The U.S. Supreme Court pretty much killed San Jose’s hope of luring the Oakland A’s to the South Bay, rejecting the city’s claim that Major League Baseball leveraged illegal monopoly powers to block the team’s move.
Monday’s decision not to hear the case leaves in place a lower court ruling that dismissed the city’s antitrust claim against MLB. Mayor Sam Liccardo admitted the appeal was always a long shot, as the court only hears a couple dozen of the 2,000-plus petitions it receives each year. At least the ordeal won’t cost taxpayers, he said. The case was taken on contingency, he added, which lets taxpayers off the hook.
The San Jose lawsuit was just small time from Day 1.
— Tim Kawakami (@timkawakami) October 5, 2015
The lawsuit challenged baseball’s exemption from federal antitrust laws, which limit monopolies to foster competition. It was San Jose’s last chance to force the league to allow the A’s to build a new ballpark in downtown.
MLB has held the exemption since 1922 and used it as a basis for denying the A’s migration to Silicon Valley, territory claimed by the San Francisco Giants. Moving the Oakland team to Santa Clara County would require a negotiated agreement with the Giants or the blessing of three-quarters of MLB team owners. A’s owners have tried for years to move from the crumbling O.co Coliseum.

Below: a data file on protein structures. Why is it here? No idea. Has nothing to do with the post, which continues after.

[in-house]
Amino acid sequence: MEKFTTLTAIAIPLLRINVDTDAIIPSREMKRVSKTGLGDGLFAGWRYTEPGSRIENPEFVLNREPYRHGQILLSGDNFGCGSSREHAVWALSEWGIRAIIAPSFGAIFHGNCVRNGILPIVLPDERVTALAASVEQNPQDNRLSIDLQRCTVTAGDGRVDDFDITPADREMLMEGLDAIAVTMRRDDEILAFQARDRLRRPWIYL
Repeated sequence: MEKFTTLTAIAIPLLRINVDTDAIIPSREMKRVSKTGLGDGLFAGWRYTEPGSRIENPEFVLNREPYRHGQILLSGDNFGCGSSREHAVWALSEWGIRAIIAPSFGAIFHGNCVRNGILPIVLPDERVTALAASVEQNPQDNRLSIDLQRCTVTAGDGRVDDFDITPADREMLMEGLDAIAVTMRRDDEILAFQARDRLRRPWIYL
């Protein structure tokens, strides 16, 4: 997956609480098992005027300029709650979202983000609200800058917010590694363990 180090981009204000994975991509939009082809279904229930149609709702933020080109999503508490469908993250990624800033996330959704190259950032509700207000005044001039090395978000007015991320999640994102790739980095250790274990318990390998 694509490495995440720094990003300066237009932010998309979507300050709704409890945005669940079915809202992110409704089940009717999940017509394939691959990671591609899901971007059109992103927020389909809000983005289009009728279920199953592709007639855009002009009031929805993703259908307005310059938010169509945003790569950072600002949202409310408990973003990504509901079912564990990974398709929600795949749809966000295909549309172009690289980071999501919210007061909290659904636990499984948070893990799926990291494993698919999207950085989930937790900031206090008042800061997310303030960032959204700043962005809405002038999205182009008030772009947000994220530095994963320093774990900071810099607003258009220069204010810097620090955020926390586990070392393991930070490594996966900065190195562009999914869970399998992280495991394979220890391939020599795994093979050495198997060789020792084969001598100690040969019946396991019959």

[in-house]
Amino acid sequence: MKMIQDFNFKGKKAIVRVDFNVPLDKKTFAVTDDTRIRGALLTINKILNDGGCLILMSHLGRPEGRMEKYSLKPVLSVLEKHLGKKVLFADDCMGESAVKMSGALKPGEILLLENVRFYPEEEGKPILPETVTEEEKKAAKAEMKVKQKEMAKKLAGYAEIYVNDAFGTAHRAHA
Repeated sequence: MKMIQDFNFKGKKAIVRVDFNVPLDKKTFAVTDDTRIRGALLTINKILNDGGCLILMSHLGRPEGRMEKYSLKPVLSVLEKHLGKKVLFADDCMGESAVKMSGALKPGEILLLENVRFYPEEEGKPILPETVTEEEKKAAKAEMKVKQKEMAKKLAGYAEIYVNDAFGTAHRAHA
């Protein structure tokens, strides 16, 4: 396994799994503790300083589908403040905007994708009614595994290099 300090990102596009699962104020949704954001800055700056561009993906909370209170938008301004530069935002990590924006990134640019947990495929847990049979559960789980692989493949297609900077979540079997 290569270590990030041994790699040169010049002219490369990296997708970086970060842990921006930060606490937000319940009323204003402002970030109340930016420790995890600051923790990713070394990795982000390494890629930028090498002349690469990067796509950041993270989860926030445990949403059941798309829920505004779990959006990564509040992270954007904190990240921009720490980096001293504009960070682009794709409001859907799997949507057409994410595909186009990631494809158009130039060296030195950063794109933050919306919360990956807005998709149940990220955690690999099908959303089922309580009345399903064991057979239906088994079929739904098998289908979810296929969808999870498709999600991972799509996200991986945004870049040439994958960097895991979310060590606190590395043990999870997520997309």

Last summer, they signed a decade-long lease on the facility, reserving the right to opt out in 2018. A few months later, they renewed an option agreement with San Jose to build a stadium in downtown. San Jose sued MLB in 2013 and lost. The Ninth U.S. Circuit Court of Appeals unanimously rejected the city’s claim, which spurred San Jose to appeal to the Supreme Court, where it was again shot down.
“The court’s decision, while significant, has no impact on our intense and unwavering focus on solving our ballpark issue and providing A’s fans the first class experience they deserve,” A’s co-owner Lew Wolff said in a statement.
— Nate DonatoWeinstein (@SVBizNate) October 5, 2015
With the case put to rest, Liccardo said, San Jose can renew its focus on developing the “ballpark site”—a section of downtown that includes Diridon Station—to create more jobs and build tax revenue.
“We lost this battle,” Liccardo said, “but we can win the larger endeavor of creating a vibrant urban epicenter for Silicon Valley by taking advantage of this opportunity to combine office with retail and entertainment venues in downtown.”
Lets all remember Supreme Court isn't the one saying A's can't move to San Jose. MLB decided they can't move, SCOTUS just won't intervene. — Lew's Plan B (@LewsPlanB) October 5, 2015